There used to be Olympic medals for town planning, except they kept giving them to sports facilities

Amsterdam, 1928. An Olympic medal winner inside an Olympic medal winner. Image: Hulton Archive/Getty.

At the 1928 Olympics in Amsterdam, the Olympic Stadium won a gold medal. How the medal was presented to the stadium is not exactly clear. Presumably they buried it in the ground or something.

Okay, I’m exaggerating, but not by as much as you might think. The stadium was performance, not performer: the medal actually went to its Dutch architect Jan Wils, for his achievements in the now rarely played sport of “mixed architecture, architectural designs”.

The silver went to Denmark’s  Ejnar Mindedal Rasmussen, for a swimming pool in the village of Ollerup; the bronze to Frenchman Jacques Lambert for a stadium at Versailles.

The Olympic judges, you will notice, really like sports facilities.

All this sounds a bit weird today. We’re used to strange sports popping up at the Olympics – keirin, skeleton, “Nordic combined”, horse dancing – but at least those are, well, sports. They’re a physical activity based on co-ordination, skill and actually moving about. Architecture, as important as it is, is not a sport.

But for a long time, the Olympics weren’t just about sport: for nearly four decades, arts competitions were an integral part of the Games.

When the founder of the International Olympic Committee (IOC), Baron Pierre de Coubertin, came to revive the games in 1896, he wanted to emulate the ancient Greek originals as closely as possible. Those games had included sculpture, poetry and other forms of artistic expression (they were a great place to pick up a rich patron); and so, de Coubertin wanted to include them in his modern version, too.

The arts competitions were excluded from the early games, however, apparently on the grounds that organising a sports day big enough to bring together the entire world was quite difficult enough, without geting a bunch of musical divas involved too. Attempts to include them in the 1908 event were dropped, after an inconvenient eruption of Mount Vesuvius in 1906 forced the IOC to abandon plans to run the games in Rome and re-locate them to London.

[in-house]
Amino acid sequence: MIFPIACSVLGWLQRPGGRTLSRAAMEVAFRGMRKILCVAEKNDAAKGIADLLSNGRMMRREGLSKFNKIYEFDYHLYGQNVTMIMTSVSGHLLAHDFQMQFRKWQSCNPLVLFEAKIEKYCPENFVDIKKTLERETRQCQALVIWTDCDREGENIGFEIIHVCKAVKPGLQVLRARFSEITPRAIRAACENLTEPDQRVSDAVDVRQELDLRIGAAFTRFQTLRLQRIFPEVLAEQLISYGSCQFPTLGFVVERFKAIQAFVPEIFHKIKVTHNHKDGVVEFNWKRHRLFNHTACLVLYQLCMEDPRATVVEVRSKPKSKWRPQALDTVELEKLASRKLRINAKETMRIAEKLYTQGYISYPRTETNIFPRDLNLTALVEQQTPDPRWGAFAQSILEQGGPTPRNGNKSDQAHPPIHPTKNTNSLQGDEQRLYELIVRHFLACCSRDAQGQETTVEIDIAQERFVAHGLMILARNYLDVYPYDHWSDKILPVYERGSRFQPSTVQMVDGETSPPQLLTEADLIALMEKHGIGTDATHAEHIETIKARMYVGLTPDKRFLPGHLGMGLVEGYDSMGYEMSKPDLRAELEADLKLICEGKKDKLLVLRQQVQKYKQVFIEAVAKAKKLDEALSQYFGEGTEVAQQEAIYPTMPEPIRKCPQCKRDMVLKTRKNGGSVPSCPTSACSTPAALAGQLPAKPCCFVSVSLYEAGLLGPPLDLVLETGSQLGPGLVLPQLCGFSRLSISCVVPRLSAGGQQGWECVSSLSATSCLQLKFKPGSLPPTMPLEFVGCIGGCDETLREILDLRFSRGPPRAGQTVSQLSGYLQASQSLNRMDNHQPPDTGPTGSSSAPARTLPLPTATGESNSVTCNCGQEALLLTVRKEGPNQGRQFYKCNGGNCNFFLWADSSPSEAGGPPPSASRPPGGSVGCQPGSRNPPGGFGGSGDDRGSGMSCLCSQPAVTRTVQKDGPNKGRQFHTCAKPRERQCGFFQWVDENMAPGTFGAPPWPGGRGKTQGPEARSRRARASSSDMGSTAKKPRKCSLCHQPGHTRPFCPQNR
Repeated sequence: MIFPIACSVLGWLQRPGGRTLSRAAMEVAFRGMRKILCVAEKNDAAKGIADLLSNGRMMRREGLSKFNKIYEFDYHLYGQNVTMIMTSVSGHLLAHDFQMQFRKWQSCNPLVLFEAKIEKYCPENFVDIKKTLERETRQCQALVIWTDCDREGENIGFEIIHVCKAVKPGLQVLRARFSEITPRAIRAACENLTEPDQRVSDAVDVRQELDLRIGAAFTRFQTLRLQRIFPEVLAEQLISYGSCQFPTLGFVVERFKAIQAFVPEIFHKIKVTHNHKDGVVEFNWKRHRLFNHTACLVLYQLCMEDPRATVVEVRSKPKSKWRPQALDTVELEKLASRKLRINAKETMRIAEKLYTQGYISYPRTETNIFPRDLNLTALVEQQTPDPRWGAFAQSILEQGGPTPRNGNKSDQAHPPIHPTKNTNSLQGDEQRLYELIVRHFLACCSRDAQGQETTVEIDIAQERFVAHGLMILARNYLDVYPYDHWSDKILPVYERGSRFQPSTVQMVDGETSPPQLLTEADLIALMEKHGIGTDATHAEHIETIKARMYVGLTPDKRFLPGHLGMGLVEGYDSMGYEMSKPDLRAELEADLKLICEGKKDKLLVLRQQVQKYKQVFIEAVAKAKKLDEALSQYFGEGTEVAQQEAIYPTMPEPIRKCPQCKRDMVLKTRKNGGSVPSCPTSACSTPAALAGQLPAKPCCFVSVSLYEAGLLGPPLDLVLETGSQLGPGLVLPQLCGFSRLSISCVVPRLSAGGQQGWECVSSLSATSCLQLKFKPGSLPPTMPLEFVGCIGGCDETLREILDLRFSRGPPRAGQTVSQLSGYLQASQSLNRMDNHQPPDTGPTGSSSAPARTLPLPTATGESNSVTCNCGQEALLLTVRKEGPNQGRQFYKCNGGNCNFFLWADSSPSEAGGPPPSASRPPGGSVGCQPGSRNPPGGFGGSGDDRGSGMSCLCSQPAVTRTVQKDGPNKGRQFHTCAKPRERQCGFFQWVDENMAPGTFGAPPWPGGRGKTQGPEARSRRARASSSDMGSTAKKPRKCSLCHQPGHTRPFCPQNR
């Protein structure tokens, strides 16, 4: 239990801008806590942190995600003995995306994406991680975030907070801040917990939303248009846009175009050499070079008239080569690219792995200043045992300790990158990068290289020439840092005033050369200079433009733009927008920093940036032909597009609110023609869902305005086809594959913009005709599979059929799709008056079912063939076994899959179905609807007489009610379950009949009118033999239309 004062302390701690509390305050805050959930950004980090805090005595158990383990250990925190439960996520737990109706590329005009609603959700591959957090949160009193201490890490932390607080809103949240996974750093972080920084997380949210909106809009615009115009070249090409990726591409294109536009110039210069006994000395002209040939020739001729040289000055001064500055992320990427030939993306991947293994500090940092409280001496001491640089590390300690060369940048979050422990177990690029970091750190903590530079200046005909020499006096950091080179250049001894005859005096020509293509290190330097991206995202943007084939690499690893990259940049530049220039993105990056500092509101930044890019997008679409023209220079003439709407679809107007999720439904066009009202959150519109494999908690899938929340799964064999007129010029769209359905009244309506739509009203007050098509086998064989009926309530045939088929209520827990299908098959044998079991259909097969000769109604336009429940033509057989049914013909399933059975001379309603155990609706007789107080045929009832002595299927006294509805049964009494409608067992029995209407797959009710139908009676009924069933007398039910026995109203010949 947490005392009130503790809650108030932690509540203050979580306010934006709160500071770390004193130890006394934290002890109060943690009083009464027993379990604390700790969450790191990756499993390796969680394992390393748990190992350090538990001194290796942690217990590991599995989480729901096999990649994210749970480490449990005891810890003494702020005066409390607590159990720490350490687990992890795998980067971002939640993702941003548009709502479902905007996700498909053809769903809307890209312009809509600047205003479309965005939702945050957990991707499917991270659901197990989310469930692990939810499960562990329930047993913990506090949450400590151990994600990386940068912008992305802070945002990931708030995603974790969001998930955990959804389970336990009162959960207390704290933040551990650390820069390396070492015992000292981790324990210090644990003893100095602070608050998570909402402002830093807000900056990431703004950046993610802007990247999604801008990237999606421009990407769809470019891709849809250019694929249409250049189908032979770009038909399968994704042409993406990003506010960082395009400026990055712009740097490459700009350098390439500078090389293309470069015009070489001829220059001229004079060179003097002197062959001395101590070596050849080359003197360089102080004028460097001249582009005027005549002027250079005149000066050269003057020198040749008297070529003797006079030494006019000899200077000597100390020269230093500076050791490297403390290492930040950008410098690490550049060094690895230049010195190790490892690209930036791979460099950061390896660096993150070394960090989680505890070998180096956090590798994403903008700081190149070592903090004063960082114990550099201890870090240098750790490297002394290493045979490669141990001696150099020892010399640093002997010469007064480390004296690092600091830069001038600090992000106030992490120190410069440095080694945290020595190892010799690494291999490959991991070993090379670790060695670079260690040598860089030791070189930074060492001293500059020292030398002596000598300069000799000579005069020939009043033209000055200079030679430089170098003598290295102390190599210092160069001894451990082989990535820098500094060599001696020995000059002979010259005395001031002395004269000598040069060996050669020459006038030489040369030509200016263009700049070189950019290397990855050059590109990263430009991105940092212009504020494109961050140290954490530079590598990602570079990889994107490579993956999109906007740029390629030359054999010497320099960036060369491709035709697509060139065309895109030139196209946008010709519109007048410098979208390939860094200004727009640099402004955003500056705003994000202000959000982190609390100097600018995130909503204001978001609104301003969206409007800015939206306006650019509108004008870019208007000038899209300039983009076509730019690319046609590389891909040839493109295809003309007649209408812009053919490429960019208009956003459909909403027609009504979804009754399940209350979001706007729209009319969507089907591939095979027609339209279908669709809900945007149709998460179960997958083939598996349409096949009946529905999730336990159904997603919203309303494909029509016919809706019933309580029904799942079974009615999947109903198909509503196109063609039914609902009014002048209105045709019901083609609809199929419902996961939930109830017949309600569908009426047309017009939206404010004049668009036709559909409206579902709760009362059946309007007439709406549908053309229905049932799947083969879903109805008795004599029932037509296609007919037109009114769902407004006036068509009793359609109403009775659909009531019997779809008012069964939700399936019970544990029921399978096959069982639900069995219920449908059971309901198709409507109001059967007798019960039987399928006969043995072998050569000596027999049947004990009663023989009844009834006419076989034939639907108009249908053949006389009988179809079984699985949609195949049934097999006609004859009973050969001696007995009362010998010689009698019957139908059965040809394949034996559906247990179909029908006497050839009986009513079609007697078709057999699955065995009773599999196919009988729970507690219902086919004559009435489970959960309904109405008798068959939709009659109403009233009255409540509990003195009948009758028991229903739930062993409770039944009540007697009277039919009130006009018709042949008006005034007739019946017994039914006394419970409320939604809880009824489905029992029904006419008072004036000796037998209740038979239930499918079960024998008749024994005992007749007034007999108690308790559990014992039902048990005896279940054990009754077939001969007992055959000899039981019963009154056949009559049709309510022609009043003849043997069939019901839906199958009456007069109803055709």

At the 1912 games in Stockholm, though, medals were for the first time offered in the five arts known, sick-makingly, as “the pentathalon of the muses”: architecture, literature, music, painting and sculpture. These were repeated in 1920 and 1924 (no games in 1916; the world had other things on its mind, like the Somme).

Those early medals tables, though, are full of gaps: there simply weren’t enough entries.

And so, in a trick familiar to anyone who’s ever run an awards ceremony, the 1928 games started sub-dividing the categories. “Mixed painting” was replaced by “paintings”, “drawings and water colours” and “graphic works”. “Mixed sculpturing” was replaced by “statues” and “reliefs and medallions”. In the 1936 games – this is just wonderful – that was an Olympic medal in medals. (Nobody won the gold.)

Architecture, meanwhile, was replaced by “mixed architecture, architectural designs” (that was the one the stadium won), and – finally, the justification for writing about this on CityMetric – “town planning”.

What the difference was between these two categories is not as clear cut as one might hope. There were four games at which medals were offered in these categories (1928, 1932, 1936 and 1948; again, the world was a bit busy in 1940 and 1944). In those four games, all 12 medals for architectural designs went to stadiums or other sports facilities.

In town planning, by contrast, only nine went to stadiums or other sports facilities. The other three went to parks. None seemed to go to any actual town plans. Whether this is because people got confused, because the type of people who want Olympic medals really like their sports, or because Olympic judges simply didn’t see the point of any other sort of facility, history does not record.

The 1948 London games were the last at which the arts medals were offered. In 1952 – party because of fears that professional artists were ruining what was then still an amateur event; partly because it was too much work for one IOC to cope with – they were dropped. Since then, the games have sometimes been accompanied by a Cultural Olympiad, but its importance has varied with the enthusiasm of the host city.

The sad truth is, if you’re a town planner, the days when you could dream of becoming an Olympian are long gone.

On the upside, we’ve stopped giving out medals for bloody sports stadiums.

Why not check our latest podcast, which is about the Olympics? Go on, it’s well good.

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CityMetric is now City Monitor, a name that reflects both a ramping up of our ambitions as well as our membership in a network of like-minded publications from New Statesman Media Group. Our new site is now live in beta, so please visit us there going forward. Here’s what CityMetric readers should know about this exciting transition.  

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Sommer Mathis is editor-in-chief of City Monitor.